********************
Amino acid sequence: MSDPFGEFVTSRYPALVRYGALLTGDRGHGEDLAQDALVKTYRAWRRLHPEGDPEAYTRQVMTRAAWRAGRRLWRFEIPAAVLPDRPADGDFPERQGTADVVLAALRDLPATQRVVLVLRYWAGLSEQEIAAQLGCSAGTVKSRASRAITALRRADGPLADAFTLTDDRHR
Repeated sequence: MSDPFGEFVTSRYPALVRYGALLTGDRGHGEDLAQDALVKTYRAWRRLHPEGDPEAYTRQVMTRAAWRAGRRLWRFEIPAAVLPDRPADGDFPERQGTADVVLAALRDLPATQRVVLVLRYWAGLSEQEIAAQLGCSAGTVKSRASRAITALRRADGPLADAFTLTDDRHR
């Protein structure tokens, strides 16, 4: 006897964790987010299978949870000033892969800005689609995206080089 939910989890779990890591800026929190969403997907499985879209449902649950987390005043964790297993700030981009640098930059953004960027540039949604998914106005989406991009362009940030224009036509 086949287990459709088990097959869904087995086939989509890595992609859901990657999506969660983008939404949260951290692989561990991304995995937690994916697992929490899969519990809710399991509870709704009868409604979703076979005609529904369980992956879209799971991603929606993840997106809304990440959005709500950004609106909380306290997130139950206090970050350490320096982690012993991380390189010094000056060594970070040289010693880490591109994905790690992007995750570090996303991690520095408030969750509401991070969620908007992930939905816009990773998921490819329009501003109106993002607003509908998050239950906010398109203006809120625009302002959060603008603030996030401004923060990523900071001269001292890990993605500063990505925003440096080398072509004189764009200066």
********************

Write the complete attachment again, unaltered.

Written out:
Amino acid sequence: MSDPFGEFVTSRYPALVRYGALLTGDRGHGEDLAQDALVKTYRAWRRLHPEGDPEAYTRQVMTRAAWRAGRRLWRFEIPAAVLPDRPADGDFPERQGTADVVLAALRDLPATQRVVLVLRYWAGLSEQEIAAQLGCSAGTVKSRASRAITALRRADGPLADAFTLTDDRHR
Repeated sequence: MSDPFGEFVTSRYPALVRYGALLTGDRGHGEDLAQDALVKTYRAWRRLHPEGDPEAYTRQVMTRAAWRAGRRLWRFEIPAAVLPDRPADGDFPERQGTADVVLAALRDLPATQRVVLVLRYWAGLSEQEIAAQLGCSAGTVKSRASRAITALRRADGPLADAFTLTDDRHR
């Protein structure tokens, strides 16, 4: 006897964790987010299978949870000033892969800005689609995206080089 939910989890779990890591800026929190969403997907499985879209449902649950987390005043964790297993700030981009640098930059953004960027540039949604998914106005989406991009362009940030224009036509 086949287990459709088990097959869904087995086939989509890595992609859901990657999506969660983008939404949260951290692989561990991304995995937690994916697992929490899969519990809710399991509870709704009868409604979703076979005609529904369980992956879209799971991603929606993840997106809304990440959005709500950004609106909380306290997130139950206090970050350490320096982690012993991380390189010094000056060594970070040289010693880490591109994905790690992007995750570090996303991690520095408030969750509401991070969620908007992930939905816009990773998921490819329009501003109106993002607003509908998050239950906010398109203006809120625009302002959060603008603030996030401004923060990523900071001269001292890990993605500063990505925003440096080398072509004189764009200066």